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Virus means Earth Day has never been so relevant on 50th anniversary

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Primary school students wearing face masks to prevent the spread of the novel coronavirus disease (COVID-19) touch a globe with their eyes covered during a class for the upcoming Earth Day, in Donghai county of Lianyungang, Jiangsu province, China. Photo: REUTERS

Primary school students wearing face masks to prevent the spread of the novel coronavirus disease (COVID-19) touch a globe with their eyes covered during a class for the upcoming Earth Day, in Donghai county of Lianyungang, Jiangsu province, China. Photo: REUTERS

REUTERS

Primary school students wearing face masks to prevent the spread of the novel coronavirus disease (COVID-19) touch a globe with their eyes covered during a class for the upcoming Earth Day, in Donghai county of Lianyungang, Jiangsu province, China. Photo: REUTERS

The 50th anniversary of the first Earth Day takes place today at a time when oil is of so little value it can't be given away, when streets are free of cars and congestion, and the air is cleaner than it has been for decades.

And yet the Earth has never been more imperilled.

The immediate impacts of Covid-19 offer a tantalising view of how the world would be now if everything learned since 1970 had been put into practice, and how it could be if we now act fast and unitedly.

Environmental groups are mostly taking the forward-looking view. 'There isn't time to lose mulling over time lost' is the prevailing attitude.

There are countless events taking place, showcasing projects, explaining ideas and encouraging engagement in the effort needed to stall climate change, preserve nature and ultimately save ourselves.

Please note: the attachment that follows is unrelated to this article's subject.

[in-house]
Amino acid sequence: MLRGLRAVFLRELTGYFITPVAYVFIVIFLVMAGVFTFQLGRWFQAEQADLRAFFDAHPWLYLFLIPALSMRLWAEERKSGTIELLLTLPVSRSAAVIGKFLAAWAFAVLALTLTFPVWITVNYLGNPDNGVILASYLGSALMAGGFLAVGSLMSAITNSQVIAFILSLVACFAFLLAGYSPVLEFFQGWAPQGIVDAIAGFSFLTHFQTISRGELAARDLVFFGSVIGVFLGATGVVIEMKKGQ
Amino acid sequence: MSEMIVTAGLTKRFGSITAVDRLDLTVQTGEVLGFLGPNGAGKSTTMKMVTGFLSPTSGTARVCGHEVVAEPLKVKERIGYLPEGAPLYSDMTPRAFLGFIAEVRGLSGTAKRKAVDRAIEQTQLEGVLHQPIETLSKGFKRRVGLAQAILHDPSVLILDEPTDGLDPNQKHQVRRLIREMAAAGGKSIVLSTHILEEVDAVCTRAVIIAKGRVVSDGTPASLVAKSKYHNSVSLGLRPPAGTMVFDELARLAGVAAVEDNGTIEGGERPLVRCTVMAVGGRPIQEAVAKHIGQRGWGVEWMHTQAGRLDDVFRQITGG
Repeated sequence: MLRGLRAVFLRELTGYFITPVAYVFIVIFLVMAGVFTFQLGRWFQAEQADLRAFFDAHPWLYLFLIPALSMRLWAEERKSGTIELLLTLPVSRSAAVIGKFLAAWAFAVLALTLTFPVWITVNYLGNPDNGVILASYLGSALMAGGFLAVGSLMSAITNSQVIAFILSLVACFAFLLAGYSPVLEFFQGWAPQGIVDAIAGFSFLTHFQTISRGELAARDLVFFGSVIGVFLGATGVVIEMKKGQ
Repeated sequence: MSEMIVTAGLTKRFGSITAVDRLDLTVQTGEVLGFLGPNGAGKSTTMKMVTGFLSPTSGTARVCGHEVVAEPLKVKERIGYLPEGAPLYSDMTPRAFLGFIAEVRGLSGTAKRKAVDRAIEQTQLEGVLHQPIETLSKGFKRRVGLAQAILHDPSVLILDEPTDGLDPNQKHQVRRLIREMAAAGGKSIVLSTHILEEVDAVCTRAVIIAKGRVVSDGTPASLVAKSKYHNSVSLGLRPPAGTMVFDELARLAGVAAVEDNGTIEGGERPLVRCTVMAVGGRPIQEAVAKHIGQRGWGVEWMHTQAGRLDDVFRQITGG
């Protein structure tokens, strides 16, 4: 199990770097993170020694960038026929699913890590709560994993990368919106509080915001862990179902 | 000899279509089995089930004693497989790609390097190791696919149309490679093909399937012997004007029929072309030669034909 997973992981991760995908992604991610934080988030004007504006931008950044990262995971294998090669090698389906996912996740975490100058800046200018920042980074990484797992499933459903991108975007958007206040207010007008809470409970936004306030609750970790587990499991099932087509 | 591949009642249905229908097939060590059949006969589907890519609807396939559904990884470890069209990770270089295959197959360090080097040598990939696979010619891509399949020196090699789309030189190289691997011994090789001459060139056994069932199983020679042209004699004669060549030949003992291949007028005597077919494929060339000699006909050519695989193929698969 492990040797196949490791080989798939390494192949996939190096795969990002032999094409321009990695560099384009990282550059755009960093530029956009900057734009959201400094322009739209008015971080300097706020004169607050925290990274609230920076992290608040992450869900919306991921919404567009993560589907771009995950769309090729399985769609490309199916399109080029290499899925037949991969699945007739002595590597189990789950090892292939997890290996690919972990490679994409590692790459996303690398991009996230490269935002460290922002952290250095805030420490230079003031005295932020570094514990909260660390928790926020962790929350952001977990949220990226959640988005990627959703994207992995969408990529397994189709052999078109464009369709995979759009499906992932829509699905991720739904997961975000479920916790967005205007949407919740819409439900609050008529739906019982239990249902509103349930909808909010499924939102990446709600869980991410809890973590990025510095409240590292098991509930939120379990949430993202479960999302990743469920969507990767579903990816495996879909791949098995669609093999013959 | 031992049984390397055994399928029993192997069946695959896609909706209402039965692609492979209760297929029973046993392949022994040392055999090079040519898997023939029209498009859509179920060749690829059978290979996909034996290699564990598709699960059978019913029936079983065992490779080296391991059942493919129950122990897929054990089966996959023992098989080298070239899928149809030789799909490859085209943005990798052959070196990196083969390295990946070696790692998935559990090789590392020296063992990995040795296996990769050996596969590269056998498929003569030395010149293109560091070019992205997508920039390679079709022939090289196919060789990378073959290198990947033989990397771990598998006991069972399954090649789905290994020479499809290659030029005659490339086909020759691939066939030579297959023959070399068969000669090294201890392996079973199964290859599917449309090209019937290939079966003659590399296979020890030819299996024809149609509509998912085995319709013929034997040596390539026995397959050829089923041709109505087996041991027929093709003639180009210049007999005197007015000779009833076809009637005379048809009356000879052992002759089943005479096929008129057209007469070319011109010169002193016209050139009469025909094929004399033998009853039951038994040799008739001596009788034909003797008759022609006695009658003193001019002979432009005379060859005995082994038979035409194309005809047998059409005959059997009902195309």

They are largely, unavoidably, online but no less ambitious for that.

Some of them are twee: see #hugatreenotme. They are fun: have a go at #ArtForEarth. They are erudite: tune in to Future Earth Ireland's series of discussions.

They are political: follow the Stop Climate Chaos Coalition's work or join Friends of the Earth Ireland's mass 'Call a TD' event later today. They are powerful: listen to Jane Goodall's 'don't give up' message.

Most importantly, the Earth Day organisers stress, they are not just for today. "Earth day is every day and everywhere" is their motto.

And that includes in the midst of a pandemic. Climate and environment ministers from 17 EU member states, including Ireland, have now signed a letter demanding a green recovery in the rebuilding phase post-pandemic. They want to ensure that climate action is central to the investment plans and aid packages to be drawn up in the weeks and months ahead.

The glass-half-full interpretation says it is great to see such focus.

The glass-half-empty version says it is worrying they felt that big industry and competing priorities might sway the European Commission to push elements of the much-trumpeted European Green Deal aside. The European Environmental Bureau has also released satellite imagery showing air pollution creeping back into post-lockdown China.

Meanwhile, US President Donald Trump tweeted: "We will never let the great US Oil & Gas Industry down" as he pledged to secure companies and jobs "long into the future".

Earth Day has never been so relevant.

Irish Independent